‘Cry together, laugh together’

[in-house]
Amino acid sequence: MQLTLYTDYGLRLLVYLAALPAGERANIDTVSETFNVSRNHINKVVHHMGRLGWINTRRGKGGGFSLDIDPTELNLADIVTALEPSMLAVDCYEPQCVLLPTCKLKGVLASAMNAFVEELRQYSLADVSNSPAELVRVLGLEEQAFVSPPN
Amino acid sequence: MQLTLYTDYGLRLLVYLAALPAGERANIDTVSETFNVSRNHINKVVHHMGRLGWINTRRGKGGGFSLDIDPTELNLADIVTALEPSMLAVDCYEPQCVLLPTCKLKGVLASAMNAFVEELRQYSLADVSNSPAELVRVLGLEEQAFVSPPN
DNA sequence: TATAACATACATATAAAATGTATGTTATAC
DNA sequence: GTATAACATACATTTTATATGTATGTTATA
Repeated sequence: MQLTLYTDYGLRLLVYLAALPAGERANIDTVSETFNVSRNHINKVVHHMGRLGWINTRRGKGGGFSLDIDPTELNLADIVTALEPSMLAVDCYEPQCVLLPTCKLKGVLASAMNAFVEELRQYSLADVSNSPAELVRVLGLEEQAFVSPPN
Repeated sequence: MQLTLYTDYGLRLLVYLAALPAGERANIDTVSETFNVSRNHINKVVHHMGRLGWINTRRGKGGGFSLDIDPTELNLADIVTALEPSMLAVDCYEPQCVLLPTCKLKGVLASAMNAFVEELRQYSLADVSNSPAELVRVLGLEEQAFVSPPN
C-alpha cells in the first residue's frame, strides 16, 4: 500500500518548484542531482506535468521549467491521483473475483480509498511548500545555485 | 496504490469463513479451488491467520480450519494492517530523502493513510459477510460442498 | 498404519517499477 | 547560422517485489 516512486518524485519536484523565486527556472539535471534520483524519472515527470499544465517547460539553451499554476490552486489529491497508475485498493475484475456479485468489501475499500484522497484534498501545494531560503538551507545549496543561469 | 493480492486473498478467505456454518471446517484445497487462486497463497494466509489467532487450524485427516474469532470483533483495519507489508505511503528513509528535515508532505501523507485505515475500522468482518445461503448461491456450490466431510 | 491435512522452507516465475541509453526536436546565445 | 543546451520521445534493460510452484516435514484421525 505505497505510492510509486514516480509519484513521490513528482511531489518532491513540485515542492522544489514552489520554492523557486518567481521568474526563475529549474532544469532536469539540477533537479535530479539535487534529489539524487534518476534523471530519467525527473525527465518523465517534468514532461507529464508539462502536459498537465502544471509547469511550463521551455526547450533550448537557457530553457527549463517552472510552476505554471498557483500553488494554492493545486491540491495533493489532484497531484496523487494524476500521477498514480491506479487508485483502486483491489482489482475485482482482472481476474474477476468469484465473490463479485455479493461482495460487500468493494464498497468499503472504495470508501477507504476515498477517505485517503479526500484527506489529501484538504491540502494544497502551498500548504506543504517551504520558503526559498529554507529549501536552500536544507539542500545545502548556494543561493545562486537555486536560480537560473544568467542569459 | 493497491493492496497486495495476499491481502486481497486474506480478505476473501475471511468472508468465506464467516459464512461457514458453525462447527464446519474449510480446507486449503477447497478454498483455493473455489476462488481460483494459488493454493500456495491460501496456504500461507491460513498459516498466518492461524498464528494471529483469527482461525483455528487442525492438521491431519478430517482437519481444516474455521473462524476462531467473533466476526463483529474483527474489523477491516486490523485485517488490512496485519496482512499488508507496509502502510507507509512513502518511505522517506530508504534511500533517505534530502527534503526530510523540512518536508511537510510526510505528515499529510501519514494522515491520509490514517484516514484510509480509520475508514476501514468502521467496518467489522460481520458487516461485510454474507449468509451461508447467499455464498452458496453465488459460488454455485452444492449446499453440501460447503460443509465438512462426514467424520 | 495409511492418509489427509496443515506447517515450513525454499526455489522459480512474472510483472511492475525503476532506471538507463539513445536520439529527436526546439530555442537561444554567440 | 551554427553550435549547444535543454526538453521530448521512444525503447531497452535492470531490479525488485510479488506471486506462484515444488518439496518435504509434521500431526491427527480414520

It was somewhat shocking, but also comforting, to see how many women have fought breast cancer and survived. On Saturday, Rio Grande Park was swirling with supporters and survivors as about 1,600 people participated in the 14th annual Susan G. Komen Aspen Race for the Cure, including over 50 breast cancer survivors.My mom was recently diagnosed with breast cancer and is currently undergoing chemotherapy. As her son I’m naturally doing all I can to support her, but I cannot fully relate to all that she is going through. The only people who can are women who, like her, are mounting the fight of their lives to beat the disease – and those who’ve already won.Following the 5K run and walk, which started and finished at Rio Grande Park, survivors spoke about their experiences and the importance of the Race for the Cure.”It’s a very special day, and there are a lot of very special people,” said survivor Judy Kess of No Name. “It gives you a really wonderful feeling to be a part of it, to raise money and awareness.”Carbondale’s Joan Rauwerdink, who has overcome two bouts with breast cancer, said the event is always inspiring.”The support is wonderful, the ceremony is so emotional every year,” Rauwerdink said. “It’s such a good feeling to be sitting up there with other survivors.”About 215,990 women in the United States will develop invasive breast cancer this year, and over 40,000 women will die from the disease, according to the American Cancer Society. There are currently more than two million women living in the U.S. who have been treated for breast cancer. Beating the disease often means enduring chemotherapy, which for most women, including my mom, is a hellish, incomprehensible experience and the toughest part of the battle. n see Cure on page A17– continued from page A14The fight is severe, long and sometimes lonely. As Rauwerdink put it, “You can’t describe it unless you’ve been there, done that.”As a result, a special bond unites all women who are fighting breast cancer as well as those who have already won.”It’s overwhelming sometimes,” said Bev Veals of Castle Rock, who was re-diagnosed with breast cancer in April and is currently undergoing chemotherapy treatments. “But you’re not alone going through this, there’s help out there. You’ve got to reach out to others – they’ll be there for you.”Veals first beat breast cancer in 1999, and she has participated in 56 Race for the Cure events around the country in the last five years. She ran the Boston Marathon last April, seven days before learning her breast cancer had returned. But this time around, she knew there was help. “It’s like having a large family of supporters,” she said. “We cry together and laugh together. It forms a special bond.”There are times when my dad, my brother and I do not fully comprehend what my mom is experiencing, nor how to help her. Knowing that a large community of beautiful, caring, understanding women will always be there for her with open arms is incredibly comforting.Many women are forever changed by breast cancer, sometimes for the better, as the struggle to survive dwarfs all of life’s other challenges.”I don’t want to go through it again, but having breast cancer has changed my life for the better,” Rauwerdink said. “It has a profound effect on the way you look at life – it made me a stronger person.”Survivor Susan Whitney, who beat breast cancer 13 years ago and is an honorary member of the board of the Aspen Race for the Cure, said that she’s “on a mission to educate.””I do this so women will become aware of how important early detection is,” she said. “We know early detection saves lives.”Plus, I love seeing all my survivors in their pink shirts coming back every year, and they’re still running.”Someday soon, I know that my mom will be up there on a similar stage in her pink shirt, surrounded by those who supported her in the fight of her life.According to Leslie Waters, the president of the Aspen Race for the Cure, this year’s event raised approximately $130,000. Seventy-five percent of the money will stay in the Roaring Fork Valley to provide uninsured women with low-cost screenings, mammograms and treatments. The rest will be donated to aid national research.The inaugural Ride for the Cure, a 100-mile bike race, will be held in and around Aspen on Sept. 11. For more information, go online at http://www.aspenraceforthecure.com or http://www.aspenrideforcure.com.Steve Benson’s e-mail address is email@example.com
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